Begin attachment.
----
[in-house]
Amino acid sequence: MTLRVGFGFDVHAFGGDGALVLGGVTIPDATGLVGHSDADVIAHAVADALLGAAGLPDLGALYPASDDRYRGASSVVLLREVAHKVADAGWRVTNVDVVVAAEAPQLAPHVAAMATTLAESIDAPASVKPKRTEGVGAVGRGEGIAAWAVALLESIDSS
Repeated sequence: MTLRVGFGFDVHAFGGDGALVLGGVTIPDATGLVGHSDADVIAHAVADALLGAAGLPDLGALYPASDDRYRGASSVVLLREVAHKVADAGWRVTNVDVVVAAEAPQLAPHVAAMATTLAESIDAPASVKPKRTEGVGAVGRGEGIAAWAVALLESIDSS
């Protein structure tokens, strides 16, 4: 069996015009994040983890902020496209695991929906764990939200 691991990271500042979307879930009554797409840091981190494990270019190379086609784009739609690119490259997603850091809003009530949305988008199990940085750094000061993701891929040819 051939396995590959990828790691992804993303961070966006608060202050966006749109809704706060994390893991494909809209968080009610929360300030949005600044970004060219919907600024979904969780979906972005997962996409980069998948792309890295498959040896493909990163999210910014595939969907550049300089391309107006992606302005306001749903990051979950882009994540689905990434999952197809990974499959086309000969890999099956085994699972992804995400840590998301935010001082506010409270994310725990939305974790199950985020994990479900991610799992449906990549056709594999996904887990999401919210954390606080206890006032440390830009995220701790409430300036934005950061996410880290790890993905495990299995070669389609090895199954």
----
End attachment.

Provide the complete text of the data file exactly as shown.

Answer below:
[in-house]
Amino acid sequence: MTLRVGFGFDVHAFGGDGALVLGGVTIPDATGLVGHSDADVIAHAVADALLGAAGLPDLGALYPASDDRYRGASSVVLLREVAHKVADAGWRVTNVDVVVAAEAPQLAPHVAAMATTLAESIDAPASVKPKRTEGVGAVGRGEGIAAWAVALLESIDSS
Repeated sequence: MTLRVGFGFDVHAFGGDGALVLGGVTIPDATGLVGHSDADVIAHAVADALLGAAGLPDLGALYPASDDRYRGASSVVLLREVAHKVADAGWRVTNVDVVVAAEAPQLAPHVAAMATTLAESIDAPASVKPKRTEGVGAVGRGEGIAAWAVALLESIDSS
């Protein structure tokens, strides 16, 4: 069996015009994040983890902020496209695991929906764990939200 691991990271500042979307879930009554797409840091981190494990270019190379086609784009739609690119490259997603850091809003009530949305988008199990940085750094000061993701891929040819 051939396995590959990828790691992804993303961070966006608060202050966006749109809704706060994390893991494909809209968080009610929360300030949005600044970004060219919907600024979904969780979906972005997962996409980069998948792309890295498959040896493909990163999210910014595939969907550049300089391309107006992606302005306001749903990051979950882009994540689905990434999952197809990974499959086309000969890999099956085994699972992804995400840590998301935010001082506010409270994310725990939305974790199950985020994990479900991610799992449906990549056709594999996904887990999401919210954390606080206890006032440390830009995220701790409430300036934005950061996410880290790890993905495990299995070669389609090895199954």